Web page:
The only thing that was perhaps frustrating about the trilogy was that the villains were left too long to play their game. Sticking with Dorothea and Hekatah over the course of three books was a bit much. After a point, as a reader, you just felt irritated that these same characters were still around and kicking. There were new lesser characters in each of the three books to keep things a little fresh but it wasn’t enough. I felt that these two got dragged on for far too long.

There were also a number of deaths in the Queen of the Darkness, and even though most of them were secondary characters, I was still very sad to see some of them go. I hope that they didn’t all die and perhaps may return in one of the other books.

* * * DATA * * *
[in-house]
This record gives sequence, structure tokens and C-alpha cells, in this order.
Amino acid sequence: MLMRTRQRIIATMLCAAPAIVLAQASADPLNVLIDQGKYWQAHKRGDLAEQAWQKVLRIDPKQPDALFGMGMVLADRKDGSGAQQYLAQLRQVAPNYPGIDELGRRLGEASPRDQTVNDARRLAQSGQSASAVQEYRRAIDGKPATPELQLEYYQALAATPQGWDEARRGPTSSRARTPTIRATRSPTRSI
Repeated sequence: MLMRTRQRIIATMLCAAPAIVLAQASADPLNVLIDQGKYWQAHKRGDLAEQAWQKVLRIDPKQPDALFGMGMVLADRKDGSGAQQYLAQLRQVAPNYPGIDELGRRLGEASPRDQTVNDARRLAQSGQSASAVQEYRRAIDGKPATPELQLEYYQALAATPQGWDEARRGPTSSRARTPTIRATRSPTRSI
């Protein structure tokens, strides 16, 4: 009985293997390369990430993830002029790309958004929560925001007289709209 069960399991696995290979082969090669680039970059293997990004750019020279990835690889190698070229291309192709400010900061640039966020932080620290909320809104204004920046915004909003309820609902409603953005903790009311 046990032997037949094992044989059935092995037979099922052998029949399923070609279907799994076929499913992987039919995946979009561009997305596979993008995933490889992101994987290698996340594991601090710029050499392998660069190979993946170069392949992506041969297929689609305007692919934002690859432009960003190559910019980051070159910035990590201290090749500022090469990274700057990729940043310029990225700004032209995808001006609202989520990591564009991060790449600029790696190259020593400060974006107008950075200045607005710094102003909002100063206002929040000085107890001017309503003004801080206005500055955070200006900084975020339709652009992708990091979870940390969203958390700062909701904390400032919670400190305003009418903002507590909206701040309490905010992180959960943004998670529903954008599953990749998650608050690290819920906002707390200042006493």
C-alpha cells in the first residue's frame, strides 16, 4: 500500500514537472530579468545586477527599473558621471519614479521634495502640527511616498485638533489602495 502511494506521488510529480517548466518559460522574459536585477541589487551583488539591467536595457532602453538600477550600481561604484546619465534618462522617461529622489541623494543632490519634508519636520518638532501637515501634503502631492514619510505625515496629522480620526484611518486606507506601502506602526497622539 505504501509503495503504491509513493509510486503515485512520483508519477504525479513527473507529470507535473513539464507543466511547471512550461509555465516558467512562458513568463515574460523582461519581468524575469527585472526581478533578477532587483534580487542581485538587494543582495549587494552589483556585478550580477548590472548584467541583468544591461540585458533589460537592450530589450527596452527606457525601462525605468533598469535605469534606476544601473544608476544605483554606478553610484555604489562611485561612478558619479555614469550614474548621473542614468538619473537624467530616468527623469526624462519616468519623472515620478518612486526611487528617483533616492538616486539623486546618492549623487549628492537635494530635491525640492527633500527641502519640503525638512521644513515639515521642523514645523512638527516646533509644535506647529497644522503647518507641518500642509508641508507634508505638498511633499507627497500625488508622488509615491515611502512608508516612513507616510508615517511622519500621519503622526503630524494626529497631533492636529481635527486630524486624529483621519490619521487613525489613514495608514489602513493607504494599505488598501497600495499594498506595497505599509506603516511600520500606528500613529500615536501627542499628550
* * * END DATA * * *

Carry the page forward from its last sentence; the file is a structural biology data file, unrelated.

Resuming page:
Before finishing this book, I had decided to take a break from this series for a bit, now I’m not so sure, there are characters that I want to meet again and see where they are what they are upto. But I shudder at what the new threat facing them will be and therefore, for the sake of my sanity, maybe a break is the wisest course of action.